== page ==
Dec. 19, 2008, Guelph, Ont. - Seas of prairie grasses are now blowing in the wind on farms in Eastern Canada.
With wood pellets becoming scarce and fossil fuel prices on a roller coaster,
native grasses turned into pellets may just be one of our most important fuels
of the future.
Compared to growing high-input field crops, some farmers believe switchgrass is
the way ahead to creating a green energy prosperity from the farm and badly
needed jobs in rural towns. The emergence of farm-derived grass pellets could
be one of the important success stories to help Canada get away from the economic
doldrums and environmental blues.
A study by Canadian and Dutch scientists just released in a book by Springer
Publishers found that grass pellet biofuels have set a new Canadian benchmark in
greenhouse gas (GHG) displacement. Switchgrass pellets as a solid biofuel
technology from energy crops for heat energy can reduce GHGs by 7,600 to
13,100 kg CO2e/ha. By comparison, corn ethanol in Ontario was found to reduce
GHG's by 1,500 kg CO2e/ha. (CO2e = equivalent carbon dioxide.)
CONFERENCE OPENING SESSION
Solid biofuels produced from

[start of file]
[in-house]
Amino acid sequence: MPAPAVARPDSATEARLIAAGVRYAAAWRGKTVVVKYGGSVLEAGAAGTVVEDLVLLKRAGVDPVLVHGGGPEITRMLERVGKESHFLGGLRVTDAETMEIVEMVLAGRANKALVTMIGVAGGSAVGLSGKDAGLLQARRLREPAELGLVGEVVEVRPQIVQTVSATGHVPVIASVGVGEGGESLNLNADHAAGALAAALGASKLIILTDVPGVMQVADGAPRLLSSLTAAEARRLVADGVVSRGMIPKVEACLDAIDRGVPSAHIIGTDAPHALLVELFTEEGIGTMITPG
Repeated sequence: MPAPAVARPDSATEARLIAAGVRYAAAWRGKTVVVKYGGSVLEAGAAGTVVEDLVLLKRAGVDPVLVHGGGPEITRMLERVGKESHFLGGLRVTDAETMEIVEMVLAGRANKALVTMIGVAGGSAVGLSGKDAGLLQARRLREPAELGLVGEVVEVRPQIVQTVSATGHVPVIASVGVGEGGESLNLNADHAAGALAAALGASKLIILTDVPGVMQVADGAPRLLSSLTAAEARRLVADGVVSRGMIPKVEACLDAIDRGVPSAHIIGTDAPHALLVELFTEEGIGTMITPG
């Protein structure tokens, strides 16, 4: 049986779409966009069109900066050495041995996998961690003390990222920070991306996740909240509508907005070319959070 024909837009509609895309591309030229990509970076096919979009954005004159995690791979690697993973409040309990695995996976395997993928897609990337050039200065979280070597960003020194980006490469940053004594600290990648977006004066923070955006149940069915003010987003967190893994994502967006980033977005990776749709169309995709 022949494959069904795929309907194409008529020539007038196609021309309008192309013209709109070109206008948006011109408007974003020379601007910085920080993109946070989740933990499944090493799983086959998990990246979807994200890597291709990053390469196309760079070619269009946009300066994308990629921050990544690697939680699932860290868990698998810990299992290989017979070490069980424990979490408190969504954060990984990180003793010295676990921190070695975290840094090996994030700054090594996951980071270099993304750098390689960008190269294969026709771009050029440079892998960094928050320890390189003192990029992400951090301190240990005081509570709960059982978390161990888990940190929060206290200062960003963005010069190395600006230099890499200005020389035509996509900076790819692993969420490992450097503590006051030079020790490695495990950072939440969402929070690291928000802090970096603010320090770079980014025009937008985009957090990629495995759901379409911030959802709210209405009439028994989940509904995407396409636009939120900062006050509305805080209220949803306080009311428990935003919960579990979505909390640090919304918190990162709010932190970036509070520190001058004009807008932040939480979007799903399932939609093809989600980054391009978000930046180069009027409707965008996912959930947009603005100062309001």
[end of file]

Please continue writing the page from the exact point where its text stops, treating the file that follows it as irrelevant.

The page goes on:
second-generation energy crops will be covered during the opening session of
the 28th annual Guelph Organic Conference, Expo & Tasting Fair, being held
from Jan. 22-25, 2009, at the Guelph University Centre in Ontario. The opening
session will be held Thursday, Jan. 22, from 1 to 5 p.m.
“Solid biofuels produced from
second-generation energy crops, such as switchgrass, effectively blow away
liquid biofuels like corn ethanol as a serious greenhouse gas mitigation
option,” explains Roger Samson, executive director of REAP-Canada and lead
author of the study.
GETTING BACK TO BASICS
This symposium will feature leading
technical specialists and farmers from the Great Lakes region who are
developing warm-season grasses for energy. Specific topics to be covered by
leading experts from New York, Ontario, Pennsylvania and Quebec include:
* Best management practices for establishing native grasses.
* Available native grass cultivars and potential to improve yield through
* Recent technology developments for improving mowing and baling of energy
* Creating biomass quality in grasses to ensure high quality combustion.
* Experiences with low-cost briquetting of switchgrass and burning warm-season
grasses in commercial boilers.
ABOUT THE GUELPH CONFERENCE
Celebrating its 28th year, the four-day event includes international speakers,
seminars and introductory workshops on frontline topics including GMOs, organic
production and certification, food in a changing climate, eco-villages, earth
buildings, farmland protection and food security. From producer to consumer,
the workshops offer something for everyone.
Also featured will be the Organic Expo and
Tasting Fair with the more than 160 exhibitors on Saturday and Sunday, free to
the public. This is your opportunity to sample and purchase a plethora of
organic, fair trade products and meet the makers, movers and shakers.
For more information and to register, visit www.guelphorganicconf.ca.